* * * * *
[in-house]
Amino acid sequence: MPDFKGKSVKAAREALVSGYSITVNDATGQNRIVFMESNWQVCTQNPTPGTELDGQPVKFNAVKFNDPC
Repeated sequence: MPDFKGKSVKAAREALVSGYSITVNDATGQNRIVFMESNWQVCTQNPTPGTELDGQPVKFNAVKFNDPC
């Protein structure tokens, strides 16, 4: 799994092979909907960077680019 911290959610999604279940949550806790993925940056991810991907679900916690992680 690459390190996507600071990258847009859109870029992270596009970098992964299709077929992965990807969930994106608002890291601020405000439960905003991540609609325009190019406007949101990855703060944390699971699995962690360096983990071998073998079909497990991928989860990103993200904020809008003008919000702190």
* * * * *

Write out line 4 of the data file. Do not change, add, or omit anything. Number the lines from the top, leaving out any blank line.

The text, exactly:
């Protein structure tokens, strides 16, 4: 799994092979909907960077680019 911290959610999604279940949550806790993925940056991810991907679900916690992680 690459390190996507600071990258847009859109870029992270596009970098992964299709077929992965990807969930994106608002890291601020405000439960905003991540609609325009190019406007949101990855703060944390699971699995962690360096983990071998073998079909497990991928989860990103993200904020809008003008919000702190």